Plant Pests Are Getting Ready to Move Into Your Home!

By Chris Williams on September 28, 2012.


There are a number of insect pests that move into our homes in the fall when the weather cools. Most of these fall invaders are insects that feed on plants, or insects that feed on insects that feed on plants (like the predatory Asian lady beetles). It all makes sense when you think about it. When the plants stop growing and producing and start to die, the food for these insects drops off and they either die or move on. For most insects, the start of cooler weather signals that it is time to find a protected place to spend the winter.

In the absence of buildings, insects that overwinter seek shelter under logs, bark, or stones, or in crevices in rocks, in old animal nests, or in leaf litter or under accumulated duff on the ground. But houses and other buildings provide a warm, sheltered place and insects will take advantage of that if they can. All it takes is a tiny opening to let them inside—the space around a water spigot or where cable enters the home, a gap under the fascia board, or, more importantly, openings around windows and doors. Some insects don’t make it all the way inside but will instead shelter on the outside of the house–under siding, or shingles, in the wood pile, or in the chimney.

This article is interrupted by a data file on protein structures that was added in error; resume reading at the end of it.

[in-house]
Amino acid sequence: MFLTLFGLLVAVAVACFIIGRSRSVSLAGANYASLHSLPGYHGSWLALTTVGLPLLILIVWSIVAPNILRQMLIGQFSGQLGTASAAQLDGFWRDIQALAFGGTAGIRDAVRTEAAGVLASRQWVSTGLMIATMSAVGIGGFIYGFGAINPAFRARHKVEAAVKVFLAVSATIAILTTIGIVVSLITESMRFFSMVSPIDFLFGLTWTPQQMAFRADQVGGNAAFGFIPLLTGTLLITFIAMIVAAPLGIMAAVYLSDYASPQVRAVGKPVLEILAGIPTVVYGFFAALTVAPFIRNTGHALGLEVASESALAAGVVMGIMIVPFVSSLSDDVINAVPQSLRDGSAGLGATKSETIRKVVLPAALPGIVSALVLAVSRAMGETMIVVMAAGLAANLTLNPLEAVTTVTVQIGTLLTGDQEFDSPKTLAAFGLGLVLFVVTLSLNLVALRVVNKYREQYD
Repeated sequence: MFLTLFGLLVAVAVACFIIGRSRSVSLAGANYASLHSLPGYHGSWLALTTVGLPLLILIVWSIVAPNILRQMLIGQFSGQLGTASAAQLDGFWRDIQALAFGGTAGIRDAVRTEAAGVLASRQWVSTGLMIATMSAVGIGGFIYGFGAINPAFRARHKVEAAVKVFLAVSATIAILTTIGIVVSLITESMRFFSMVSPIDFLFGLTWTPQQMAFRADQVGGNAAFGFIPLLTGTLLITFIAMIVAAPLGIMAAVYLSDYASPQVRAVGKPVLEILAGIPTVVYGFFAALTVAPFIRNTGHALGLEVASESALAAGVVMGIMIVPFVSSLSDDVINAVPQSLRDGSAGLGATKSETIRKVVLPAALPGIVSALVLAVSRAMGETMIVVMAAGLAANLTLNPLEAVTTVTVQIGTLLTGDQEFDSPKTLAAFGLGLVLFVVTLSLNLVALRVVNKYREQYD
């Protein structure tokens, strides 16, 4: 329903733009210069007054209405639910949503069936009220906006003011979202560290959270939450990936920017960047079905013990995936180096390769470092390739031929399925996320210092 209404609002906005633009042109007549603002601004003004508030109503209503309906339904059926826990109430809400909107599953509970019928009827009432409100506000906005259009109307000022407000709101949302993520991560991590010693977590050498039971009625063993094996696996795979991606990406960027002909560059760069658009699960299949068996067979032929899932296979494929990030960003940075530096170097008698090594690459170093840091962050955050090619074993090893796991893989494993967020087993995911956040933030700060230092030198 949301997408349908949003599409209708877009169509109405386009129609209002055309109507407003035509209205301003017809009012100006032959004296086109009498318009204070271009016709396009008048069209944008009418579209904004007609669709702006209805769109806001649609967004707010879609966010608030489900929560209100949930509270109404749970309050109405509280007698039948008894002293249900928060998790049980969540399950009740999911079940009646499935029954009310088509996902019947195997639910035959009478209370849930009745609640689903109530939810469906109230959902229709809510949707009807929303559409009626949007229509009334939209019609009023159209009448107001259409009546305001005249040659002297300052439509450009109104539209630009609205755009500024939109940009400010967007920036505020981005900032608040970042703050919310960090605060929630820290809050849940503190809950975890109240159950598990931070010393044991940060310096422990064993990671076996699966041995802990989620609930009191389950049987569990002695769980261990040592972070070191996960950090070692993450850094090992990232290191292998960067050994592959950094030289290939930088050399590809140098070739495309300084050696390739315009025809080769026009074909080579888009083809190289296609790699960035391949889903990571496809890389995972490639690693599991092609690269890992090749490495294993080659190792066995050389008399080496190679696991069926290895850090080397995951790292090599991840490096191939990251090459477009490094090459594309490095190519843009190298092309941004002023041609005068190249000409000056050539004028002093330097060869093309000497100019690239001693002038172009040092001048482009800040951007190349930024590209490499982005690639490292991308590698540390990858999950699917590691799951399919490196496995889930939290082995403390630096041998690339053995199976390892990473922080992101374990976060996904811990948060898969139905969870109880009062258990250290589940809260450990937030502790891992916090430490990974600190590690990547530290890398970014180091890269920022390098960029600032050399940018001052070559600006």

The main plant pests that move indoors for the winter are the stink bug, lady beetles, the elm leaf beetle, the boxelder bug, and the western conifer seed bug. Whether or not you share your home with these pests depends on how close you live to the crops or trees that they feed on. For example, if you live across the road from a soybean field, you may soon be invaded by stink bugs. You will probably never see an elm leaf beetle or a boxelder bug unless there is an elm or boxelder tree in your yard, or your neighbor’s yard – and then you may see plenty.

2 Ways You Can Keep Invaders Out of Your Home

There are two primary ways to keep fall invaders out of your home:

1) Pest-proofing

This means sealing up or closing off all of the cracks, crevices, gaps, and openings that insects can use to get inside. Depending on the age and condition of your home, this can be a major job. But you can stop most pests with some basic caulking and installation of door thresholds.

2) Perimeter treatment

Have a pest control company apply a pesticide treatment around the outside foundation of your home. This protective barrier keeps invading insects from reaching your home and getting inside. Timing is everything, however. To be effective, the perimeter treatment must be in place before the insects start to move inside in the fall.

If you’ve had fall invading insects in the past, expect them again unless you have taken preventive measures. At Colonial Pest Control, our trained technicians do both pest-proofing and perimeter treatments. Give us a call today and find out if we service in your area, don’t delay, fall is on the way!



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